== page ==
The Brazosport Facts from Freeport, Texas on September 20, 1959 · Page 1
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The Brazosport Facts from Freeport, Texas · Page 1

Freeport, Texas
Issue Date:
Sunday, September 20, 1959
Page 1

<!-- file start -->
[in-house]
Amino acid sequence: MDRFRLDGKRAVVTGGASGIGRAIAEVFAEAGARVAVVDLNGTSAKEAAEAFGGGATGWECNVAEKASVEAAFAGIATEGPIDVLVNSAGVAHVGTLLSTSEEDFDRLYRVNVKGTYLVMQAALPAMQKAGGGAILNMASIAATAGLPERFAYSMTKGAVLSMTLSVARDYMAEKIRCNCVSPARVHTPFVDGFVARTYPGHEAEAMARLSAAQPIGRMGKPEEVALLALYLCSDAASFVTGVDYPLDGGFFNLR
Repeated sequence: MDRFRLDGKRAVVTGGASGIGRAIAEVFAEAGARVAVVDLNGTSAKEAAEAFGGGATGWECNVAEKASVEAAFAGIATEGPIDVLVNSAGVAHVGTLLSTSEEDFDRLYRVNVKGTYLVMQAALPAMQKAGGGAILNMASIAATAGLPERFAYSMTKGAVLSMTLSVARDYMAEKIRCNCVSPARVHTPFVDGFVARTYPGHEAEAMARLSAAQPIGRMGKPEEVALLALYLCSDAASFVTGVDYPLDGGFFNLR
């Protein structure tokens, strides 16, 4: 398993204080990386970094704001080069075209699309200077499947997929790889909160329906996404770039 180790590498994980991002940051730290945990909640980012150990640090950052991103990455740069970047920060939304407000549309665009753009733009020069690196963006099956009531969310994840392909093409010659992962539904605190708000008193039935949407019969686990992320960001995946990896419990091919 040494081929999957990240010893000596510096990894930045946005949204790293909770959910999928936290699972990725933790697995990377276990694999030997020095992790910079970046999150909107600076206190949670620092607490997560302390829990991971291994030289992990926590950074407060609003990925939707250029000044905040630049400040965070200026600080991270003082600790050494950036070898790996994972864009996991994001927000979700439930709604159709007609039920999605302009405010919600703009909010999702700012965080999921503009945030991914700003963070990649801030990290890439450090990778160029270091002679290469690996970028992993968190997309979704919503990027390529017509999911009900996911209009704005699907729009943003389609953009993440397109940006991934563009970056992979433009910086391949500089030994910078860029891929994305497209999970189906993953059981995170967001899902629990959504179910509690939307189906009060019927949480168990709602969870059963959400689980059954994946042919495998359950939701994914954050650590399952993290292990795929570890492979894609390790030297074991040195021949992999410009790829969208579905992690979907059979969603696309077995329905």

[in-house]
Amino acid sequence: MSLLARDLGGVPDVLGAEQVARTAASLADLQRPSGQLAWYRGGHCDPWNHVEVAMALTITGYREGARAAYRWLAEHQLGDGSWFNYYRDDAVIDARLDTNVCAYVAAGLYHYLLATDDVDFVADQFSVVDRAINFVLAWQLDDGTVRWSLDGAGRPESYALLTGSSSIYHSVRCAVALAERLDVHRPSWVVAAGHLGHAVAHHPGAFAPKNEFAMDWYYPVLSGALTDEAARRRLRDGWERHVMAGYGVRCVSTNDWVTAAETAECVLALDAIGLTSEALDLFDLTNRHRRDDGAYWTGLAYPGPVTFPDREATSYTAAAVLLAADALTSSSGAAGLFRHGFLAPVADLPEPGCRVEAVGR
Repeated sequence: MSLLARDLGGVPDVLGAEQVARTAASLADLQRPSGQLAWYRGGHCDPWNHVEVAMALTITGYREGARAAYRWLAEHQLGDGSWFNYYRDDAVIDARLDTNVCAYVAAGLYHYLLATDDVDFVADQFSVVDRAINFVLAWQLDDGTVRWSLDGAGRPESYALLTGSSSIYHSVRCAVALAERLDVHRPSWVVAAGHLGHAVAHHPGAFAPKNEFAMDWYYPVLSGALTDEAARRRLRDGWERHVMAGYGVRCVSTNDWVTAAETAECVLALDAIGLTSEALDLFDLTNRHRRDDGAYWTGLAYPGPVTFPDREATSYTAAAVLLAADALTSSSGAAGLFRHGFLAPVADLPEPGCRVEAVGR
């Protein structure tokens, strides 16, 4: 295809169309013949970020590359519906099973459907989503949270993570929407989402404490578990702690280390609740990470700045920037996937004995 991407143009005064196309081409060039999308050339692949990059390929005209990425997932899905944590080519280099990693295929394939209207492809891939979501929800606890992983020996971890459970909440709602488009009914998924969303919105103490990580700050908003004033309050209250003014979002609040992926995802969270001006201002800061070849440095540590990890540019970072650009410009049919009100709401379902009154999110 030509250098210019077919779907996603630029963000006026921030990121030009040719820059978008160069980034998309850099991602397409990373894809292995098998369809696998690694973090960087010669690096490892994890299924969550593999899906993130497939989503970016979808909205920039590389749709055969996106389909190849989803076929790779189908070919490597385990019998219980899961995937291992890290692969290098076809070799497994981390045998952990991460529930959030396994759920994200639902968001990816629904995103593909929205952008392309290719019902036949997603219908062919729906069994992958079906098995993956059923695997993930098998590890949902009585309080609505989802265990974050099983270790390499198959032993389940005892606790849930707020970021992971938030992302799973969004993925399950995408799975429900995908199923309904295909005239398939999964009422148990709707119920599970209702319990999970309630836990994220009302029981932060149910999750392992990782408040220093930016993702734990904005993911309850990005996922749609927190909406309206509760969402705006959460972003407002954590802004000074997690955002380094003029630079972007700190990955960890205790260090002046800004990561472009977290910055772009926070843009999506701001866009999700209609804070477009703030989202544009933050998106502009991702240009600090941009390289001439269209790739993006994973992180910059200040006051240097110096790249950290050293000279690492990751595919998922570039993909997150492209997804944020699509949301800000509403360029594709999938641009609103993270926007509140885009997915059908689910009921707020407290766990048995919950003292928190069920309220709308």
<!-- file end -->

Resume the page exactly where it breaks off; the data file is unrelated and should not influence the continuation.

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BRAZORIA COUNTY FOOTBALL RESULTS LUFKIN.......28 BRAZOSPORT - - - - 6 ANGL1TON - - - - - 30 WEST COLUMBIA - 6 ...*. .32 SCHULENBURG - - - 6 ALVIN WHARTON• WEEKEND READ COMPUTE STORIES ON PAGES 7-8 OF FACTS BRAZO$Pt>RT FACTS Annexed Area Rate Is Mulled Too many of the Clut* City Council members were' planning 1 'to be out of the .city or otherwise occupied Saturday morning, so Clute City Secretary F...M. Sendees was uri- •ble to schedule a meeting as he hoped. As a result, the setting .of a tax rate to apply to the'city's newest residential area is still pending. This recently annex- me up 1 for much the mayor and I members on both sides of the fence as to whether.<to .keep the area Within the «tiy or released and secondly whether to tax the area and If so, at what rate. The most recent discussion was at a special meeting .earl ier this week. ... Wilson Waggoner, a resident of the-area north and west ol the business area, was one of thos* attending the meeting. When Mayor L. V. Conover asked him what the people of the area thought about it, Waggoner expressed his own opinion that they would" be happy cither way. " ' When Conover asked if they would be happy to be taxed for city services they received, Waggoner said he thought they would if they could get some street maintenance. He said they were now getting limited police protection and garbage pickup and the prestige of being in the city. Conover said that the city planning board control- of me area, too. »>.\ r, .„ ''ifv •'-,«• Waggoner then brcWh't iip the subject of the water and t sewer lines the city had not wen able to sell .-bonds to finance, and the"'dire need of .street' wbrir'h." the area and suggested the area be let out ' of the city. Councilman W. W. McKinney said he thought that limited taxation of the area would bring trouble. ' :\. Councilman M. S. Johnson said if the city audit Is satisfactory this year, and next year, the bonds could be sold for the water and sewer lines. Waggoner said .that taxes W. A. Mullen Dies Friday William Asbury Mullen, 87, Of 810 Magnolia in Lake Jack •on, died Friday night in a lo cal hospital. t Mullen fell while working in his yard about three weoks ago, injuring his hip. He has been in the hospital since that time. The body was to be sent Saturday by Freeport Funeral Home to Cynthiana, Ky., for service* and burial in the Battle Grove Cemetery. ! Mullen and his wife, Margaret Godaard, observed their golden wedding anniversary •My 20 thi* year. Mullen, a retired tobacco broker, had been a Lake Jackson lesldent since July of 1857, moving there from Grayson, Ky Survivors other than the widow include a son, William Ooddard Mullen of Salisbury, South Rhodesia ia Africa- a lister, Mrs. R. g. SenneU of Lexington, Ky.; two grand- 'children, Peggy and Tommy. whj have been living with the Mullen*, and grandson, James •K. Miller of " " were not the point — if the city would not give the area street repairs and the county could not, what could the resi. dents do? . Conover said that people on shelled streets of the city had been paying taxes for several years. Aside from water and sewer services which those people paid for, they were .getting little more than the residents of the new area, he added. He reminded Waggoner of n situation in the new area in which the Clute planning board, lit concerned. They have denied building permits which would make a dead end street of one which residents want as a through street to connect with the Old Angleton Rood In the future. *>Qonover., said the area was totally annexed. To remove it from'"~the city the council would have to rescind the annexation ordinance. Coulreitman Johnson asked if the council could take action on the proposed budget and let ncMon on the area wait until 'ntt>r. I rnnncflman J. C. Brown sug- ' "•stcd the area be given a I 'free ride" this year and be axed next year. The mayor old the council that City At- orney Tom Kenyon wanted hem to know that the area could be tax«-d for limited ("•vice, aside f-»m the water- nvcr service for which re- nlonts pay the costs of the '••vice. - fnnnver said the area would I*? rest of the city .'/"the reets were oatched, street Installed, and police nrntection provided. Councilman McKinney said I say. it vr C an't provide dont tax them." Johnson said that. If the city had Hot taken the area in. they would have eotten a black topped road through the county, nl testlf-orl mlllU BUAhC The mayor and Johnson both «i! r .T I ,., that thcy were- -on both sides of the table" in the matter, but they felt it would not be good for the'city to let the area out after taking them Kenyon reminded the council they would have to adopt ?u x v? te '° r the area fcefor the public hearing on the bud Ret for the coming year ™-n Secretary Sanders ask..... the taxes from that area could be kept in a separate XSS '°/^ * pent there '' Councilman Omer Fletcher said it would take more than that amount of money for the area. H. , n ° ver then recommended that the council keep the area ana work out a fair and just tax., ™f«, Johnson added his n^'to,the mayor's sug- No other council action was taken at that time On Bike Rons Info Cor On«« boy- George Hart of M ""? Street ' ran '"to dto^K °',r? - l ! tation w »8on driven by Virgil Vance. 60S BUttDAY, SEPTEMBER 20, 1959 WEEKEND Edition 10( Why I Support United fund UF BEST AVAILABLE ANSWER TO NEEDS By NELSON D. GRISWOLD - Lake Jackson SB. wras 'SSK- Auto Lands On Step Of Downtown Building In a traffic accident- TiYMnv &• • v,. n -A_-.t • ,„*.* - . — ,....•. - . * In a traffic accident Friday a Freeport woman's auto knocked down a parking me- er, struck a downtown building and traveled its length, and came to a stop against some concrete steps after a collision. The accident occurred at West Broad and Srt n 2 u ,? bont ,oii*,f JI ? : Freeport poUce "• port that a 1955 Mercury driven by Mrs a red light at the intersection. She was trav" eling north on Cherry. ' w< T. l ™ v .. Robert Mical Ryman, 610 Walnut, Free- .port, was driving his 1950 Plymouth east on W£st Broad and hacTa ereeri^liBht Hf« /•„,. struck the left rear fender oTthe Goats au ?o causing it toTjump the curb, knock dow^ a £& »3^-*!iWte come to a stop -when ""' st the rear end "of "I SIM"^*!?. ^ amage to We" Ryman car was «n . 4,. ? Goats cur about $800 about *?" t° tne building, and $80.70 to the nark- ing meter. ' * *»«». I to contribute mv fair chare. Phillips Will Expand Plant ^tsfs-^-^ Dimidn •f > harlitl*s) 4*> • i « '»*i**H110H*pOUlIQ AX' emnnan icneauied to go into production hv nnvt n,.* u t Old Fable Is Brought To Mind By Premier's Plan ing a red light County Seat Location A Hot Question In 1895 Bl ? 2 ° riB County Se«t question, which has been aai- fOT sever<M remo l'?i : AlfJn, Braroria, Strattbn, Manvel. , candidate tor the new county seat is within a mi e an J a half of the geographical center of Bmoria County "Quintana gave almost a solid vote (41 to 1) SOT riemovai to Angfcton, despite th« fact it is farther away ttan Br^zo- ria ---- The people of Quintana have alwaw believed that s«Y e Se e v^ St- """"if WBS *" pr °P er 'SS ?to? seat. Sew- citizens have even gone so far as to county ta ~& gates said today that Soviet Premier Nikita S. Krushchev's total disarmament proposal called to mind the old fable of the animal's disarmament con]3 ("ference. The fable was first told in answer to a cneM? at the..fceagua.of Nations and in 1932 «t the Geneva world disarmament Conference by the then Soviet Foreign Ufa-i Maxim Litvinov. Russia was a weak, backwart nation. Spanish delegate Salvador ae Madariaga dismissed th idea at the 1932 conference b- tehing this story: The animals gathered £> their conference, regarded eScl otaer gravely, then .each* gav «"»• ideas of " -• J - 8 • •"" '• World Pondering Khrushchev Plan Z?S,S~55S.. £™«r SX""" • j ; • ""• ••••"•" pon-i wood at a banciiut at 20th (Vn. =™= £ P r °P° sal *9 scrap all; tury Fox studios. arm* =„ „.„in the next ! Khrushchev was flying across the Brazori a County Commissioners is be- Anfll - CUtuo* School wUl b* br Mil* Alms uuoal F«ir «*• «* th « O f a, BtuorU Cou»lr F|l» O* t-lt. Miss CUnuoa will b» competing tor MM coTtitd titl« along six oth«r tntrUs r»pr«- county high tchools. The lion looked at the eagl and proposed that talons bi abolished. The eagle looked a the elephant and said tusks should be outlawed. The ele phant looked at the tigor and said "Let us abandon claws and jaws." So it went, each animal solemnly proposing-the abolition of all weapons except its -wn Finally, the bear rose, strct- The accident occured to front t the Cluto Variety StoVe. The boy apparently was not in" ured but wai taken to,a doctor for a checkup. 7 ""•- only damage wa* a bad 44 v |_ _ ^^ •••" •*• **](V 4W **** ium COUIlZf MftIT iwi Cannon had erected a large, two-story building 'since the county seat election, a great many prospec- v^wi -1? B ' MO " a Bnd other towns have been in Angletc- lookin s tor locations .... Several new buildings have 34 ready been contracted for J. F. Frost, of Dallas Counti had purchased the LenU property. He arrived with his fani yourTmule,"' ^^^ ^ *"* an0ther freight « V .For pictures .oj Bruoria Count* courthousti. past and »at. «« Pig* Six of todar'f Faei*) West Columbia Students Above Average In Tests The result! of the National erlt Scholorthip Qualifying Test have been received in Weft Columbia from the Science Research Associate*. Milam C. Rowold, h'igh school guidance director, and C. D. Worley, high school irincipal, reported that the est was taken by 19 local students last spring and fiui their score* placed'them w*U above the national average. ' The group average on the five test battery placed An student* in the 11 percentile. Eight of these stvdent, n»r»' ed in the 90-99 percent!!* range. These Included Margaret Burgan, Thonsas Flowers, Bichar4 Frantoey,- Bar- ewy bara Guptan, Jo« Ben Bob Powers, Diana Rt^ „„. slip MUca Wilson who ranked the top 99 perctgtile group. Six other student* scored ia the upper JJ pw cent, in eluding Hcaalan «dKng, Bar b»r« rraokUn^ Richard Cool* %'%IE^i.S«W«Mer, Greg- Charlotte Gladys Sexton Dies Friday Mrs. Gladys Sexton, a4, of S06 Oak Drive, Lake Jackson, died about 5 p.m. Friday in D.CHW Hospital; after being hos- pitalfeed |or a week. Funeral services were scheduled for 6 p.m. Saturday at Wharton Funeral Home at Wharton, with Rev. John H. Beard, pastor of Lake Jackson First Baptist Church, officiating. s Burial was to be in Wharton Memorial Cemetery with the 'uneral hcme in charge of arrangements. In preference to flowers,! Mrs. Sexton's family requests that a donation be made to a piano fund at Lake Jackson First Baptist Church, where she was a member. • Mrs. Sexton was born in IfaWiston, Mo. For the past 17 r ean ab« has been employed n the safety department of Dovy Chemical Company. SJw sw We of the fijtt res- deata o* L>*e J»efcMo. J Sh« , k *urviyed by her Clara Cap-ebart, ivtra'se on each 1 la "w battery 1« pewentlto to Eaglish M percenUle in tftth . 98 {tercenUle in Social , , ,jes, 81 percentlle in Natural Science, and, 99 percenta* - Wwd.Uwge, * i ending his 45-hour ; ^n e 4C;i . contacts" with the "working' of the Boeing™" people" of the city. He thanked ' the "many millions" who "took up a friendly attitude." The Soviet Premier left Idlewild Airport en route to Los Angeles, first stop on a six-day TVM?| £>!_!_ trans-America tour before he * • OH KfClG resumes talks with President Eisenhower. 'Khrushcnev made total global __ _ ^**....^s. f • <LO(/flfV fOli" * •"• «al s •x-st Frday "all nuclear «.- M nnn" " P it a slot ore proposal or a grand-stand propa g a n d a P)ay? From the Little White House at Gettysburg, Pa., to chancellories across thc world statesmen were asking this question as Khrushr.liev flew to a Hollywood reception by top '.gures of filmdom. 'completed for the at 9 a.m. Saturday, Oct. 3, according to Joe Bond of West I Columbia, president of the Brazoria County Trail Ride Association. In addition to the ride, a trail ride dance is scheduled for each over-night stop which will be open to the public. Bond invites everyone to watch for the announcement of the "mes and places of the dance •u ifunl an aid he thought the Khrushchev ).an has merit — "any attempt o stop the cold war has merit •' . „ , (U j. jina lJlCi.ll. But he addud ihe only reason here is no intfrnational dis- rmament now is that the Ru*- • lans have refused to cooperate. I If In most of the Western world I en ' salesmen and diplomats rr,n« » S °"< contact Bond or Mrs. Kathryn . aryn Riley at the. fair office and a reservation. Membership in the Brazoria : ----- -""= n»aocianon or adu "s and $1 for chil- , — — •c-»'-'i«iuia iu.4t- ted with skepticism after a first i?2 u l the e e »«alitie5 m Khrushchev's U.N. speech. But they spoke cautiously pending Eisenhower's opportunity to question Khrushchev in detail Khrushchev faced a barn-' Chem Engineer Picnic Sunday Marine News S/s Hellenic Hero Due Sept. 20 Brazos Harbor S/s Seiun Maru Due Sept. 21 Brazos Harbor S/s Maltesholm Due Sept. 21 rirazos Harbor S/s Del Aires Due Sept. 23 Brazos Harbor The annual picnic of the T T n Tii - ~ south Texas section of the ^ Gr °undbreakinff American Institute of Chemical A groundbreaking cerfmony Engineers will be held Sunday «"« be held Sunday at 3pm f-LV 1 ^ 6 Jackso n Picnic L b y th e congregation of tha Grounds. jLake Jackson First Christian There will be entertainment Ch « r <*. ' " planned for the entire family. ..The site of the proposed o m '^1t T U u begin at 2:Mi*««h building is at the Oys- P-rn. with barbecue served at^ ter Creek- Willow Drive Inters P-m- : ection. Local members can make) H ' WHAT'S INSIDE "4 :-,:pi , aaugh- Shirley Ann Sexton, K, Mrs. Bobert C. of W«eS;Sun<l«y S«t» a.m. THIS BROWNIE IS ALREADY Ihe f* °* to8 lucky onet - Judging b«ina mad. h.r. by h.r mother. l fn i. ^ ' 1 " 1 ye "' § Blownis un long enough to bt put into use again thi. ML ' k ' I ' klon Tto °p « " srad » tao °P' on » , UO ° Pi - P1UI «*« "«»< Uad«r* and co-leaders linad up. i latw «*"• monih "by tt. l««d«»hip vaean- ' howev «' 5TLSZ -35 V3ried — ?ha1 AS A PUBLIC NURSE in the US northwest area, Mrs. C. J. Frailer found some hardships equal Jo those of a pie- t rv h -',? et ,J" d ' •* her home to Cluje - »«*££• Pag. 5." "»»u°"y. «nd pursue , ; i